Karl Freiherr von Drais (born on 29 April 1785 in Karlsruhe – died on 10 December 1851 in Karlsruhe as well) was a German forest official and significant inventor in the Biedermeier period.
Drais was a prolific inventor, who invented the Laufmaschine (“running machine”), also later called the Velocipede, Draisine (English) or draisienne (French), also nicknamed “the hobby horse” or “dandy horse”. This was his most popular and widely recognized invention. It incorporated the two-wheeler principle that is basic to the bicycle and motorcycle and was the beginning of mechanized personal transport.
This was the earliest form of a bicycle, without pedals. His first reported ride from Mannheim to the “Schwetzinger Relaishaus” (a coaching inn, located in “Rheinau”, today a district of Mannheim) took place on 12 June 1817 using Baden’s best road. Karl rode his bike; it was a distance of about 7 km (4.3 mi). The round trip took him a little more than an hour, but may be seen as the big bang for horseless transportation. However, after marketing the Velocipede it became apparent that roads were so rutted by carriages that it was hard to balance on the machine for long, so Velocipede riders took to the sidewalks and moved far too quickly, endangering pedestrians. Consequently, authorities in Germany, Great Britain, the United States, and even Calcutta banned its use, and after its brief moment in the limelight, the dandy-horse quickly faded into oblivion.
Drais also invented the earliest typewriter with a keyboard (1821). He later developed an early stenograph machine which used 16 characters (1827), a device to record piano music on paper (1812), the first meat grinder, and a wood-saving cooker including the earliest hay chest. He also invented two four-wheeled human powered vehicles (1813-1814), the second of which he presented in Vienna to the congress carving up Europe after Napoleon’s defeat. In later years he developed a foot-driven human powered railroad vehicle (1840) whose name “Draisine” is used even today for railroad handcars.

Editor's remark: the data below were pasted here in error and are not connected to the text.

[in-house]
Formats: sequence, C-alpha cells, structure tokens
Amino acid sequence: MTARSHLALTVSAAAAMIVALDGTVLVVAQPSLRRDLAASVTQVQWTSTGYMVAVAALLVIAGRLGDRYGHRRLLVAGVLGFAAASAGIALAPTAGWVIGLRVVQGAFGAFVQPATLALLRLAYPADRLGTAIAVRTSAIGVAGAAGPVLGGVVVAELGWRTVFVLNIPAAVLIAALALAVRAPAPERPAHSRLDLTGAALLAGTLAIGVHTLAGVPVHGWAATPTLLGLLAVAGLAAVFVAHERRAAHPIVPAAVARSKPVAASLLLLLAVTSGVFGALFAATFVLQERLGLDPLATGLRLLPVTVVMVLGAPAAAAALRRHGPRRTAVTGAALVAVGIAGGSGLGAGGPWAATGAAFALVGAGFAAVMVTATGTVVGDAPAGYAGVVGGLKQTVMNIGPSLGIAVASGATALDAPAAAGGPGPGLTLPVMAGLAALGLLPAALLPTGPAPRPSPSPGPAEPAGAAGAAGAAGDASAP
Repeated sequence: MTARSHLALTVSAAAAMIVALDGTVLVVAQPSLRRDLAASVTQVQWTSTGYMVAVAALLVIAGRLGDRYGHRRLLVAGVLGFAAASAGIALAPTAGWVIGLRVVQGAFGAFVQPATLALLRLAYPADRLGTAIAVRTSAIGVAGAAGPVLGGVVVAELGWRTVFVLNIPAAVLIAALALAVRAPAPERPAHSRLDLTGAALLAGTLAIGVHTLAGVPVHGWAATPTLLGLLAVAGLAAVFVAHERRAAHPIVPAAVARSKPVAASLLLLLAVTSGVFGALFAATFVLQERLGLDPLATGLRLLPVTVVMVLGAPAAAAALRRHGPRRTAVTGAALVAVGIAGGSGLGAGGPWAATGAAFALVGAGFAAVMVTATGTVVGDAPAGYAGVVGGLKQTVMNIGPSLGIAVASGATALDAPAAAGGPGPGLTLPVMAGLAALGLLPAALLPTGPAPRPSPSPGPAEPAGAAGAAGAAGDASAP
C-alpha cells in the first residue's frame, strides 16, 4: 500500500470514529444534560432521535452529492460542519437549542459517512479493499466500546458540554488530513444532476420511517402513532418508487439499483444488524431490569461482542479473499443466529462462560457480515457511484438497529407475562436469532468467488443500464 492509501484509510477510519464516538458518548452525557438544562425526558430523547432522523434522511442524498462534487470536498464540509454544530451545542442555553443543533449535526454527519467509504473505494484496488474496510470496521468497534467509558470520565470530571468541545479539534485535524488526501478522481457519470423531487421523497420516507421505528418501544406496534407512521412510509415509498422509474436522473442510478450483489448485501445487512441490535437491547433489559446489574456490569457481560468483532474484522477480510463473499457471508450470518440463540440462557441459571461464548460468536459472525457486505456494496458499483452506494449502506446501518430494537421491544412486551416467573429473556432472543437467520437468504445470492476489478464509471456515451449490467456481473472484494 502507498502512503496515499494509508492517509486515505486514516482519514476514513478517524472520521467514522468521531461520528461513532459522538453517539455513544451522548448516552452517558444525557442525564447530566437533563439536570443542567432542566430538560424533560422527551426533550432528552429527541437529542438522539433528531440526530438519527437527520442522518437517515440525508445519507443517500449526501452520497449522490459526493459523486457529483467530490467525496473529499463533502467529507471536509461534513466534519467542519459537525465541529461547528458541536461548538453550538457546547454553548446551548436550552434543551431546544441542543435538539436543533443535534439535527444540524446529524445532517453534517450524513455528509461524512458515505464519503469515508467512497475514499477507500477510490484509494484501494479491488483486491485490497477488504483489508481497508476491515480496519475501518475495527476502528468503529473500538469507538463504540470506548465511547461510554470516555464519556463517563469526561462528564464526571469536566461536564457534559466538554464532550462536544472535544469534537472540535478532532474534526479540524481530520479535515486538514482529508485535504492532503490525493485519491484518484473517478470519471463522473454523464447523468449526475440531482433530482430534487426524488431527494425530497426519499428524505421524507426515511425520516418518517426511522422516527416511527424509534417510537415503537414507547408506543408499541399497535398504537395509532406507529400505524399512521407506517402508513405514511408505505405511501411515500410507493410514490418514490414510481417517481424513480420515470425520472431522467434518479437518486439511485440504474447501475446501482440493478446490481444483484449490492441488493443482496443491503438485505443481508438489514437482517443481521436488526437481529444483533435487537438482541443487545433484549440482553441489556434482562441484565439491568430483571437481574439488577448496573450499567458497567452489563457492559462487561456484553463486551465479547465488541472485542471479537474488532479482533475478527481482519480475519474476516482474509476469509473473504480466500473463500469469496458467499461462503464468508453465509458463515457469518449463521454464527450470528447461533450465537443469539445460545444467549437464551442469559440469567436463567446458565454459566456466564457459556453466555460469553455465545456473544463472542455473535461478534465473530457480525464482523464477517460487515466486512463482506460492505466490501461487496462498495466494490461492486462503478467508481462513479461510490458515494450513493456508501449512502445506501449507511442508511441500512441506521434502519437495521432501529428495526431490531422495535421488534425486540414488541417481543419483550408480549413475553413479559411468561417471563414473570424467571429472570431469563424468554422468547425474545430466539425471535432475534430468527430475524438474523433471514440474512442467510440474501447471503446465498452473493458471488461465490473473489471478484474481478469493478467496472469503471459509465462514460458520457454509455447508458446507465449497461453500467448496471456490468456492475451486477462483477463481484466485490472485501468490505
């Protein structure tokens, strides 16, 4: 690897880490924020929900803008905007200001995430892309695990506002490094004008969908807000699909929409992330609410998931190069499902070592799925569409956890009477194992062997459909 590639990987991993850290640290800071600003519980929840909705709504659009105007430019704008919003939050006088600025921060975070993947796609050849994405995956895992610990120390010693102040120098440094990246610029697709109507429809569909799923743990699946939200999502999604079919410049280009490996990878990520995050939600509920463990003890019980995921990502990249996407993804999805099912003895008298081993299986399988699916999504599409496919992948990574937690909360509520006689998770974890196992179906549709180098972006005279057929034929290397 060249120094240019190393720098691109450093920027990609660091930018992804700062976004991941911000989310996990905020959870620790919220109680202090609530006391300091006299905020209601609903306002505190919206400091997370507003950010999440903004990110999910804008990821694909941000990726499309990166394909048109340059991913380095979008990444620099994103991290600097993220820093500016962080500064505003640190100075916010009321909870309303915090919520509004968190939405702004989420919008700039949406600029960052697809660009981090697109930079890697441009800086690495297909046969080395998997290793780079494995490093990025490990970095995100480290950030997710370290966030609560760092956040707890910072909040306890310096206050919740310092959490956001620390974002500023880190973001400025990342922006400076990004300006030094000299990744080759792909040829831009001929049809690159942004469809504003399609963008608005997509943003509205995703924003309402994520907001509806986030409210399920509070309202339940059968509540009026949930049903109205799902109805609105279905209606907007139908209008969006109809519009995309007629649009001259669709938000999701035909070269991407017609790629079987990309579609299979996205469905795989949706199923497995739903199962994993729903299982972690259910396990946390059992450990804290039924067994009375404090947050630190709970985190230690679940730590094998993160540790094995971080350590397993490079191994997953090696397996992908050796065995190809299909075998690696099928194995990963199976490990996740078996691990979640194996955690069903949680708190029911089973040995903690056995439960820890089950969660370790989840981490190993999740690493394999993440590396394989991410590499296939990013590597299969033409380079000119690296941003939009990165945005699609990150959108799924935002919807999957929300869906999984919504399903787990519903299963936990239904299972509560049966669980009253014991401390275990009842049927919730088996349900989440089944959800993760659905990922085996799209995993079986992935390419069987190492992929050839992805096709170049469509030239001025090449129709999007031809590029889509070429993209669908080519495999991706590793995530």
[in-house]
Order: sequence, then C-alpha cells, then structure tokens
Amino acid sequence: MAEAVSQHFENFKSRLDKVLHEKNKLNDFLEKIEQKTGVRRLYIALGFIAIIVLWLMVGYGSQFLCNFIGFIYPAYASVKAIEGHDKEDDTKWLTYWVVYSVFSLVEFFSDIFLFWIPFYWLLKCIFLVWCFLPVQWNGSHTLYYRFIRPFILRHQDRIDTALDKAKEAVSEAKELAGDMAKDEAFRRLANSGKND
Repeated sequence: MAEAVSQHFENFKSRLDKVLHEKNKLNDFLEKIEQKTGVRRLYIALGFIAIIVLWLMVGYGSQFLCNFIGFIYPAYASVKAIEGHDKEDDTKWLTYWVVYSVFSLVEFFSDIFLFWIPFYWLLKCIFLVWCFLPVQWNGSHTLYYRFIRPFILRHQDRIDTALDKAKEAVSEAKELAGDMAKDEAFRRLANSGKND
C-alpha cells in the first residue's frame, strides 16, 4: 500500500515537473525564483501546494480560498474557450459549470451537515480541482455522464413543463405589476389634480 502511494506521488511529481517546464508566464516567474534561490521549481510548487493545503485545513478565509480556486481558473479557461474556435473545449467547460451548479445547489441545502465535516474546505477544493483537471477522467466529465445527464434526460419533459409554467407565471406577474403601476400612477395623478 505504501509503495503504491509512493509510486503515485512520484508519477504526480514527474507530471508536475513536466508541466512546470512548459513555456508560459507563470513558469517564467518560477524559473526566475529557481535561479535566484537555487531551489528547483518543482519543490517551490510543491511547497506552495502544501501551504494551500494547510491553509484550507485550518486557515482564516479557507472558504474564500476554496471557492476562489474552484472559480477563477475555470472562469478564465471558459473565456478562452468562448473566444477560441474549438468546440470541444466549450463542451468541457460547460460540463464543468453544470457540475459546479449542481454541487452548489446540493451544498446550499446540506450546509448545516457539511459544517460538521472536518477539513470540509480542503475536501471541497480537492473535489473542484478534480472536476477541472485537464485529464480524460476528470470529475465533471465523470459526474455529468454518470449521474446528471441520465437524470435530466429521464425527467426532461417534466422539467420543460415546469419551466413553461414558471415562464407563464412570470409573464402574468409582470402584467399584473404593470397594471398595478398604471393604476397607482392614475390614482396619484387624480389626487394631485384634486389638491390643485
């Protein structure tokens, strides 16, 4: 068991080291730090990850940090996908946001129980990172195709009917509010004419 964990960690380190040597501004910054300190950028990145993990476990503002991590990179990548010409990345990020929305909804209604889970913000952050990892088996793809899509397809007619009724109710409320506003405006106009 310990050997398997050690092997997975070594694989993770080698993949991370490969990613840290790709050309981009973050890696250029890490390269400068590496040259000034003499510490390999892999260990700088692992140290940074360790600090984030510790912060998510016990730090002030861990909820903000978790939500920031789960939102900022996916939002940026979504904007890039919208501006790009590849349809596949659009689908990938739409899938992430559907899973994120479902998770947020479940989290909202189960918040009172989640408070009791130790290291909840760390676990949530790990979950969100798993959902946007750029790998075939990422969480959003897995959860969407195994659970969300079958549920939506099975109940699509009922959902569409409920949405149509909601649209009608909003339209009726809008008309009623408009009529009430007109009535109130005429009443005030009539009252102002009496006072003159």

Drais was unable to market his inventions for profit because he was still a civil servant of Baden, even though he was being paid without providing active service. As a result, on 12 January 1818, Drais was awarded a grand-ducal privilege (Großherzogliches Privileg) to protect his inventions for 10 years in Baden by the younger Grand Duke Karl. Grand Duke Karl also appointed Drais Professor of Mechanics. This was merely an honorary title, not related to any university or other institution. Drais retired from the civil service and was awarded a pension for his appointment to Professor for Mechanical Science.
Иeing the fervent radical, Drais gave up his title of Baron in 1849б and dropped the “von” from his name. Subsequently, after the revolution collapsed, he was in a very bad position. The royalists tried to have him certified as mad and locked up. His pension was confiscated to help to pay for the “costs of revolution” after it was suppressed by the Prussians.
Karl Drais died penniless on 10 December 1851 in Karlsruhe. The house in which he lived last is just two blocks away from where at that time young Carl Benz was raised.